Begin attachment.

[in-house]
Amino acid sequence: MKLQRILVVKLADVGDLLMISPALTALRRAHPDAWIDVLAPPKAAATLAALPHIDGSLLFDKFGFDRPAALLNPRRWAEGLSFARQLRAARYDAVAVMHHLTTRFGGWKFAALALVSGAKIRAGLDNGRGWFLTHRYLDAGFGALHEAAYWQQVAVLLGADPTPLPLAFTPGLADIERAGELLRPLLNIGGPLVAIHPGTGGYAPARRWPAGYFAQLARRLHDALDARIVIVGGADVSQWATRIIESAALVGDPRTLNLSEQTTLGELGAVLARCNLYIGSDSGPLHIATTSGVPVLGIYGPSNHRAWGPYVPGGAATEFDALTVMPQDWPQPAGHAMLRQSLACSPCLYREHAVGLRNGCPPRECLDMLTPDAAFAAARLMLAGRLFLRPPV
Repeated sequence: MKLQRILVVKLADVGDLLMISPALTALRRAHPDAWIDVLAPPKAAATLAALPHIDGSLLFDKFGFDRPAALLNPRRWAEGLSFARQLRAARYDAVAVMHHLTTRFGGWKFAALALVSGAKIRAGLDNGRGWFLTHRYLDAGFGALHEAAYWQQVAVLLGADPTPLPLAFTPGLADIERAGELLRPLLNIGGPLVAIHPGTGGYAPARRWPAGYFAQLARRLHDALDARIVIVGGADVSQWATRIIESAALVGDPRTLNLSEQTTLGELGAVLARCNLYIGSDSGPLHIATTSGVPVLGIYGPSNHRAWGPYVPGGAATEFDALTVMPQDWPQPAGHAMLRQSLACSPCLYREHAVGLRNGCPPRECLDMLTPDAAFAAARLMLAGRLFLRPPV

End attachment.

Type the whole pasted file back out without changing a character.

[in-house]
Amino acid sequence: MKLQRILVVKLADVGDLLMISPALTALRRAHPDAWIDVLAPPKAAATLAALPHIDGSLLFDKFGFDRPAALLNPRRWAEGLSFARQLRAARYDAVAVMHHLTTRFGGWKFAALALVSGAKIRAGLDNGRGWFLTHRYLDAGFGALHEAAYWQQVAVLLGADPTPLPLAFTPGLADIERAGELLRPLLNIGGPLVAIHPGTGGYAPARRWPAGYFAQLARRLHDALDARIVIVGGADVSQWATRIIESAALVGDPRTLNLSEQTTLGELGAVLARCNLYIGSDSGPLHIATTSGVPVLGIYGPSNHRAWGPYVPGGAATEFDALTVMPQDWPQPAGHAMLRQSLACSPCLYREHAVGLRNGCPPRECLDMLTPDAAFAAARLMLAGRLFLRPPV
Repeated sequence: MKLQRILVVKLADVGDLLMISPALTALRRAHPDAWIDVLAPPKAAATLAALPHIDGSLLFDKFGFDRPAALLNPRRWAEGLSFARQLRAARYDAVAVMHHLTTRFGGWKFAALALVSGAKIRAGLDNGRGWFLTHRYLDAGFGALHEAAYWQQVAVLLGADPTPLPLAFTPGLADIERAGELLRPLLNIGGPLVAIHPGTGGYAPARRWPAGYFAQLARRLHDALDARIVIVGGADVSQWATRIIESAALVGDPRTLNLSEQTTLGELGAVLARCNLYIGSDSGPLHIATTSGVPVLGIYGPSNHRAWGPYVPGGAATEFDALTVMPQDWPQPAGHAMLRQSLACSPCLYREHAVGLRNGCPPRECLDMLTPDAAFAAARLMLAGRLFLRPPV